KCB to invest Shs40b in housing project

A housing estate on the outskirts of Kampala city. KCB has put aside money to help people access financing for construction of housing units. FILE PHOTO

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Shortage. Uganda faces a 1.6 million house deficit, most of this in Kampala

Kampala. KCB Uganda has set aside Shs40 billion which it will invest in financing houses for both the low and up-market clientele, the managing director, Mr Jerom Kiarie, has said.
Speaking in an interview last week after the KCB Uganda bus tour, where several potential clients were exposed to different furnished houses, Mr Kiarie said: “We have put (invested) about Shs40 billion in real estate—financing housing mortgages and we are willing to put even more money.”
He continued: “And the repayment period ranges between 3-10 years, but we can always discuss a win-win situation for both parties.”
This mega investment in the industry, according to Mr Kiarie is twofold; the industry guarantee value for investment, whichever way one looks at it. And it’s one of its portfolios that generate the most return on investment.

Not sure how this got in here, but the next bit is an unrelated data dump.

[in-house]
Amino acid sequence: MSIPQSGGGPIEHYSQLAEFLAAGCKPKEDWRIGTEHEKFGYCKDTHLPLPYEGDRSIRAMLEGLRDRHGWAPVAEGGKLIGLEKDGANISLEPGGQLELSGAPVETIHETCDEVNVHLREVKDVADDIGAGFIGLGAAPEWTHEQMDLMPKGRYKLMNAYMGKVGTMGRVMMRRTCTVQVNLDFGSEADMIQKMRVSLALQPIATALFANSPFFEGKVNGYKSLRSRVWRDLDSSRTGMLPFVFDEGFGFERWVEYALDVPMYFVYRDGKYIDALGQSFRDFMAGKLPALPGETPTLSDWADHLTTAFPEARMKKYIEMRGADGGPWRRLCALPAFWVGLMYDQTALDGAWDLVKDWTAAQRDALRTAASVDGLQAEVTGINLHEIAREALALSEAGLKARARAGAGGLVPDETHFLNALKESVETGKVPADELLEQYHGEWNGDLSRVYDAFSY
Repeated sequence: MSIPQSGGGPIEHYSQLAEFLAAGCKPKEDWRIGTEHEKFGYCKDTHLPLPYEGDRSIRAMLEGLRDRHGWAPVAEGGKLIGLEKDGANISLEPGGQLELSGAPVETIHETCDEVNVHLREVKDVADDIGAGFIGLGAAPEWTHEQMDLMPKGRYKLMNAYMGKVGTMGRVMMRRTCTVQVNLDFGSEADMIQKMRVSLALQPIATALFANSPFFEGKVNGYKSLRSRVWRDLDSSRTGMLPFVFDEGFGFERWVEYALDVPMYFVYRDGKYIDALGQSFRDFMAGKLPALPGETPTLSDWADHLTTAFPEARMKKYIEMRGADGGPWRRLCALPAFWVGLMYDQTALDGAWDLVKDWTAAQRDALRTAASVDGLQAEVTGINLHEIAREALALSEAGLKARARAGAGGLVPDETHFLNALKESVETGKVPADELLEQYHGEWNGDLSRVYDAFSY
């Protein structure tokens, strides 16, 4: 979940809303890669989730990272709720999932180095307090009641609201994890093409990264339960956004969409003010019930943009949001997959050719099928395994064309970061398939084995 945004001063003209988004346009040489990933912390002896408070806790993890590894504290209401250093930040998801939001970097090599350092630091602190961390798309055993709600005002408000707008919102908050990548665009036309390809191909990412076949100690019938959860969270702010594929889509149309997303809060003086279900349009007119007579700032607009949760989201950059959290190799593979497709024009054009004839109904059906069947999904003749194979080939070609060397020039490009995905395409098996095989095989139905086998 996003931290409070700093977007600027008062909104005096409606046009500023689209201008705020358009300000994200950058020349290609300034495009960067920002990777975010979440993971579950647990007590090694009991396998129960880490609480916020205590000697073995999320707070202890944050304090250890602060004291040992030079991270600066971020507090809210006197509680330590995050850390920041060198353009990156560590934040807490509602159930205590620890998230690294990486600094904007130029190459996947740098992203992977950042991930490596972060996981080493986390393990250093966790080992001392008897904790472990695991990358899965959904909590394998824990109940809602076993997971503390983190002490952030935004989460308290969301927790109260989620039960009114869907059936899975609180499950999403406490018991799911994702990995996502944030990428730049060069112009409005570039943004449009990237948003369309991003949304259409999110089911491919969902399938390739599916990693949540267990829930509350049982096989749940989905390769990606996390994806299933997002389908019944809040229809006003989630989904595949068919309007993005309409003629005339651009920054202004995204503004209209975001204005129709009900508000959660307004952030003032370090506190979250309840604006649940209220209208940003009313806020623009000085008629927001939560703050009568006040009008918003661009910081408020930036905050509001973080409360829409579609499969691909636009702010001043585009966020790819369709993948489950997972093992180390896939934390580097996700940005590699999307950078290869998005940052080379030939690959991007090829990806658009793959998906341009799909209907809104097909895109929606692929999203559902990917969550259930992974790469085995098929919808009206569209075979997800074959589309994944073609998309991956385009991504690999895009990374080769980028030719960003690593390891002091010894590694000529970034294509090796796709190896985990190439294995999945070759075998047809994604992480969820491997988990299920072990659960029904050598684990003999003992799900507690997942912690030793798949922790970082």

Much as this is good news for the industry, the challenge remains the interest rates at which the beneficiaries of the mortgage will have to part with.
For years exorbitant interest rates, sometimes ranging way above 20 per cent have been at the centre of controversy between the industry players such as the real estate developers and the financiers, particularly the banks.
However, Mr Kiarie said this should not be something to worry about as the bank’s rates are not only competitive but they are also open to discussion over the matter.
The KCB property bus tour brought together key players in the real estate industry; engineers, architects, valuers, lawyers, surveyors, real estate developers who are exposed to various real estate projects in Uganda with a view to lure them into developing of high standard projects.
“Our aim is to build solid partnerships with the like-minded investors willing to invest in the sector with a view to reducing housing deficit in the property sub-sector,” Mr Kiarie said.
He continued: “The property bus tour provides a unique platform that allows both established and potential estate developers to meet and share ideas with each other as well as other professionals involved in the real estate industry.”
Uganda has a deficit of 1.6 million houses, 200,000 of which are in Kampala and other urban areas. “We want to strategically help our customers tap into this investment,” says Kiarie “Real estate investment is normally favoured in markets that benefit from an extensive population.

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